Besides disenfranchisement, Jim Crow laws were best known for their ability to segregate black Americans in just about all public facilities. Statutes existed for segregation in railroad cars and waiting areas, buses, restaurants, schools, bathrooms, drinking fountains, hospitals and even schools for the blind as discussed in our seminar with Jonathan Holloway. Even the United States Armed Forces were segregated until 1948 when President Harry S. Truman signed Executive Order 9981 desegregating them. The famous Plessy v. Ferguson decision in 1896 required railroads, "to provide equal but separate accommodation for the white and colored races" in Louisiana. 43 North Carolina had a law that stated, "Books shall not be interchangeable between the white and colored schools, but shall continue to be used by the race first using them." 44 In Mississippi you could be fined for even urging equality, "Any person...who shall be guilty of printing, publishing or circulating printed, typewritten or written matter urging or presenting for public acceptance or general information, arguments or suggestions in favor of social equality or of intermarriage between whites and Negroes, shall be guilty of a misdemeanor and subject to fine not exceeding five thousand (5,000.00) dollars or imprisonment not exceeding six (6) months or both." 45
Another very common Jim Crow law was that which forbade interracial marriage. Miscegenation was strictly forbidden in many states. The issue of what constituted a person to be of the Negro race had to be determined in these laws. Some states considered any "black blood" would deem you black, but most stated settled on one-eighth as the final percentage. Anti-miscegenation laws in some states included other nationalities as well. In Nevada, the statute listed inappropriate marriage candidates by race and color for Caucasians, including blacks, "Malay or brown race, Mongolian or yellow race, or Indian or red race. 46 Twenty-five states, in 1896, considered marriage of whites with nonwhites illegal. 47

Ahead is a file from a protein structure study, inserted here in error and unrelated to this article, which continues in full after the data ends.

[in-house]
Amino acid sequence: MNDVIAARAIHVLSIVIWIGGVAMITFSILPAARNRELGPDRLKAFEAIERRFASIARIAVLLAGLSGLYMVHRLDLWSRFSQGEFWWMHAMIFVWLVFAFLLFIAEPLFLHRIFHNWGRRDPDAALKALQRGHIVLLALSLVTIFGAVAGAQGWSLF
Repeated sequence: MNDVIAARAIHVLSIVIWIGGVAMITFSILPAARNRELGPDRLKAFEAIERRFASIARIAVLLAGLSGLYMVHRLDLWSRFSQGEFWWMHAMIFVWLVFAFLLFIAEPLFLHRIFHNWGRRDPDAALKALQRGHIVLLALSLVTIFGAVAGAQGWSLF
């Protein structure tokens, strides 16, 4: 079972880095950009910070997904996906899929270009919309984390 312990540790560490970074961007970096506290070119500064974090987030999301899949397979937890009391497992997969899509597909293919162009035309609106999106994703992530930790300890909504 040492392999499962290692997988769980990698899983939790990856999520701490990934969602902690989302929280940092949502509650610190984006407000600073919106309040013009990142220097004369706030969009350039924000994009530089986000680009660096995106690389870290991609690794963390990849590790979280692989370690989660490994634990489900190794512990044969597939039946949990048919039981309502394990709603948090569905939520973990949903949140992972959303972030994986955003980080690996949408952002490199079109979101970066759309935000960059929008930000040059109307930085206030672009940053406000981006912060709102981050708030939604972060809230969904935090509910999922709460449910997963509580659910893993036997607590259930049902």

Yet Jim Crow customs could be even more pervasive than laws. Black men, for example, knew that avoiding physical contact with white women was not sufficient; the mere act of making eye contact, or offering to light a cigarette, was considered reason for lynching by whites. There was a very well established code of behavior that governed day-to-day interactions among blacks and whites in the south. 48 The southern way had to be taught the rules of segregation that were not legislated. Blacks rarely came to visit a home owned by a southern white person, but if there was discussion it might occur on a back porch. Yet, inside that very home was probably a black domestic servant who was cooking their meals and raising their children. Blacks always were expected to defer to whites and the children were taught this from the very beginning. A black man had to wait until the white man or woman was taken care of first in a store. A white person expected that a black man would take his hat off and bow slightly to acknowledge his or her presence. 49 The superiority of the white race was clearly signified in these rules of southern etiquette. Jane Dailey writes that Du Bois once said, that in relation to race and place, "A black man is a person who has to ride Jim Crow in Georgia." 50